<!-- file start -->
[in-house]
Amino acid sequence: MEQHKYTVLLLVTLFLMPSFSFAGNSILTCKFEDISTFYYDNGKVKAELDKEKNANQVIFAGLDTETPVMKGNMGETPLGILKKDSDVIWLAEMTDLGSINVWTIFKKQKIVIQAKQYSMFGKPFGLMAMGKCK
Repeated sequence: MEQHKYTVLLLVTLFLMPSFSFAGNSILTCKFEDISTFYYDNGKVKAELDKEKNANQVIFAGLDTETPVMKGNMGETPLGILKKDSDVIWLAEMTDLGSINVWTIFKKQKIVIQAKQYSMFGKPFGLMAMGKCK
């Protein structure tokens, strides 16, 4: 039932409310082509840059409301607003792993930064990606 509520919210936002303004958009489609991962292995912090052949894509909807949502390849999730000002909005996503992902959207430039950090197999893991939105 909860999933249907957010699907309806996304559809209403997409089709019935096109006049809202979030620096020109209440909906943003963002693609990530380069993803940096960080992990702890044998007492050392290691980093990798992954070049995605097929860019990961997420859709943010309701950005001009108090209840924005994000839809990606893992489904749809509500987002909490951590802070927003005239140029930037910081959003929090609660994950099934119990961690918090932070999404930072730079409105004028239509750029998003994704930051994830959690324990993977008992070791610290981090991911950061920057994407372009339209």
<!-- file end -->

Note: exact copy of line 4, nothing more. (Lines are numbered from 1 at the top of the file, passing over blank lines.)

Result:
């Protein structure tokens, strides 16, 4: 039932409310082509840059409301607003792993930064990606 509520919210936002303004958009489609991962292995912090052949894509909807949502390849999730000002909005996503992902959207430039950090197999893991939105 909860999933249907957010699907309806996304559809209403997409089709019935096109006049809202979030620096020109209440909906943003963002693609990530380069993803940096960080992990702890044998007492050392290691980093990798992954070049995605097929860019990961997420859709943010309701950005001009108090209840924005994000839809990606893992489904749809509500987002909490951590802070927003005239140029930037910081959003929090609660994950099934119990961690918090932070999404930072730079409105004028239509750029998003994704930051994830959690324990993977008992070791610290981090991911950061920057994407372009339209």